Built of brick with a wrought iron verandah on the top floor and mostly still original you can’t top a historic old pub for atmosphere on an adventure ride. Bikes were parked and we settled in for beers, burgers and bullshit, as is our wont.
Loki was to have his wicked way with us after all and the rain arrived sometime during the night and showed no signs of letting up. This meant we couldn’t leave via the Bridle Track, the original gold rush era route between Hill End and Bathurst. The Track crosses the Turon River in a steep valley, and the locals all judged the water would be much too high and fast. There has also been a blockage caused by a landslide at Monaghans Bluff for the last ten years but bikes have been able to get through.
Our Sunday morning departure was delayed by a flat battery on one of the Austrians and Cookie decided that a rear wheel to rear wheel start was the answer and rolled his KTM 1290 into place. With wet tyres and drizzling rain it was doubtful that it would work and it didn’t. Dry tyres would have been a different story. Plan B was then enacted, pushing it down the hill the pub is perched on. No I don’t know why that wasn’t Plan A. Loki mucking about with hungover affected minds perhaps?
Worsening wet weather and the thought of a warm bed at home tended to make us all agree on the quickest route, via sealed roads. So from Hill End it was Bathurst, Oberon, Taralga, Goulburn, Braidwood and the ‘Bay by common consent. We had a quick refuel at Bathurst with some other lunatics also out riding in the increasingly worsening weather then stopped for a quick coffee and toasted sanger at Taralga.
I was riding as “tail end Charlie” and followed Dick into the side street of the corner where the coffee van was parked. The rest of the group had all the parking spots out the front. Halfway through a “U” turn Dick over balanced and dropped his ‘Strom in the middle of the road. I whipped into the gutter and parked and jumped off to help but somehow slipped myself and landed in the gutter with Suzy on top of me. No harm done but my left hand was a bit sore. All hands on deck soon had Dick and I once again vertically aligned and each with a hot cuppa and toasted sandwich in hand.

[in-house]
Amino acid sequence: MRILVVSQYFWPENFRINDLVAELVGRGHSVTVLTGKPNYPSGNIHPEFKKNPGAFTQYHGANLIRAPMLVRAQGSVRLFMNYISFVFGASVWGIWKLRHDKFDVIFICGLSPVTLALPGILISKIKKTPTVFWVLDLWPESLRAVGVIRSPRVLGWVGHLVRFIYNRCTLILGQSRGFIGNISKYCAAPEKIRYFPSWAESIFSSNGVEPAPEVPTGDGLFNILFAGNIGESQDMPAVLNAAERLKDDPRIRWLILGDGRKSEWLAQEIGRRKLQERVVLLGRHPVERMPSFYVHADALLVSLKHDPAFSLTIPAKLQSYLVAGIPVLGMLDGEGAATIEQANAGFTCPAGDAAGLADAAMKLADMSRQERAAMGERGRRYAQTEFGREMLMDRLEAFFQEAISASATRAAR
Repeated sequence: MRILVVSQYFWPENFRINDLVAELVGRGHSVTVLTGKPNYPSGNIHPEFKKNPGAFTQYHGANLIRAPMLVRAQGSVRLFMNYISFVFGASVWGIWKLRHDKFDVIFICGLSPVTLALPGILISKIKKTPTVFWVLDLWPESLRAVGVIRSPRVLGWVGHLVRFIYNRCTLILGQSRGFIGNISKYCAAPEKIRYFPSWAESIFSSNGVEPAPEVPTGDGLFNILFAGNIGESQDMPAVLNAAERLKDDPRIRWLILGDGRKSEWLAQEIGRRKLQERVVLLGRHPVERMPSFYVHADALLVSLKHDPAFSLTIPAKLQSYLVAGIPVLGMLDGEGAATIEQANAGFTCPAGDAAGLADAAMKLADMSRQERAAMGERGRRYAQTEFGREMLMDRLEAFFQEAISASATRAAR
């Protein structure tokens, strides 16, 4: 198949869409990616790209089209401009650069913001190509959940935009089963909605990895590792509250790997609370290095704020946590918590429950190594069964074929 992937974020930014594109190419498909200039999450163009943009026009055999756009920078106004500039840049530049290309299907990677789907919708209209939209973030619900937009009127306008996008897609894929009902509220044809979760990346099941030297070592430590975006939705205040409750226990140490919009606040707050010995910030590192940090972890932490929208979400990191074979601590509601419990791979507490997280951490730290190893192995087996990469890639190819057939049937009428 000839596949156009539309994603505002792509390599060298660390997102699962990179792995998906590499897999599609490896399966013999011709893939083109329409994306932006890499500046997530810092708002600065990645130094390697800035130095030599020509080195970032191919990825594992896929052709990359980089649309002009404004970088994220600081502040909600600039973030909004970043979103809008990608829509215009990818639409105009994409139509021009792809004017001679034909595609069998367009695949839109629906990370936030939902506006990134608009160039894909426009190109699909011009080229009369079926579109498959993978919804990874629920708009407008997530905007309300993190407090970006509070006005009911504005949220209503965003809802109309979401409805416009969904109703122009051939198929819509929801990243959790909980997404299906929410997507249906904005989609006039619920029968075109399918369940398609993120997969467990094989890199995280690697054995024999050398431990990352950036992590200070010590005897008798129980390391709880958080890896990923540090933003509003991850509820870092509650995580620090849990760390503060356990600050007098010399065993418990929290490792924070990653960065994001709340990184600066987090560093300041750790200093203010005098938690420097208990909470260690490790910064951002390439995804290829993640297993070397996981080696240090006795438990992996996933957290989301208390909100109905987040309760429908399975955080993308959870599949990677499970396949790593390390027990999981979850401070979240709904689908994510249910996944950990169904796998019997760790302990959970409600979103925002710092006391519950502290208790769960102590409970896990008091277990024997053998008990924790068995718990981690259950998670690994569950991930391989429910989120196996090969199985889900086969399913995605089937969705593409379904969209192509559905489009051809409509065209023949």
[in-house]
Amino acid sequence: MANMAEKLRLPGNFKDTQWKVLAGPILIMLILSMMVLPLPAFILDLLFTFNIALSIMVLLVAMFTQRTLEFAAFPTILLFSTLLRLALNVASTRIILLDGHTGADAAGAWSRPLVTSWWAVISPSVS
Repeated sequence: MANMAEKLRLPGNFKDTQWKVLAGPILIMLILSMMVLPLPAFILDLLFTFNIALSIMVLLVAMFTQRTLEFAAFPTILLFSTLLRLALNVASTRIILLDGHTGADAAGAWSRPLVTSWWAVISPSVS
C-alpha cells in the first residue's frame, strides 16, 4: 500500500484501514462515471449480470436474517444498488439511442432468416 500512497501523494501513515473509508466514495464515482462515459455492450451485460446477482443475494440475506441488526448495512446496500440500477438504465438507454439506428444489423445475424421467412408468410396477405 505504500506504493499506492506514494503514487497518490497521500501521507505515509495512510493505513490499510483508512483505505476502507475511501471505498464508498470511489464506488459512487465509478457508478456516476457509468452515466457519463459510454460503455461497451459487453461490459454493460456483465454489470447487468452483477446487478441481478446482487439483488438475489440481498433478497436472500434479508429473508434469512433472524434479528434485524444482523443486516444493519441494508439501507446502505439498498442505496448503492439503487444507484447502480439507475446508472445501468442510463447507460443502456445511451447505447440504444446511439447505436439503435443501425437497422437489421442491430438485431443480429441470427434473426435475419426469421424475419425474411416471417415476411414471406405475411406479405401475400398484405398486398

Huddled under the coffee vans umbrellas we decided that despite the inclement conditions, it had indeed been a pleasant weekend and as coffees were finished the group got smaller. Dick and I were the last to leave and I then discovered Loki’s last laugh. Despite running Barkbusters I had broken the clutch lever right where it enters the perch. I managed to twist the lever enough to get the remaining piece away from the starter cut out switch to fire Suzy up and then had to paddle downhill before kicking her into gear.
All went well for the next 45 kilometres until the traffic lights at Goulburn and I got caught behind some cars and had to stop rather than idle up until they went green. I pushed through the intersection and was preparing to go through the start and paddle procedure once more when Dick suddenly remembered he had a spare clutch lever on his V Strom. It was the wrong type of lever but with inborn ingenuity I made it fit well enough. It was another 150 kilometres to Batemans Bay and home, with three more sets of traffic lights when I got there. Also the weather was cold, wet foggy, and really shitty again going down Clyde Mountain, great fun on knobby tyres. After getting home and showered I decided that the hand I injured at Taralga may need some medical attention so went to the hospital just to be safe. That’s why I’m typing this with a broken left hand in plaster. Nice one Loki, you won that round.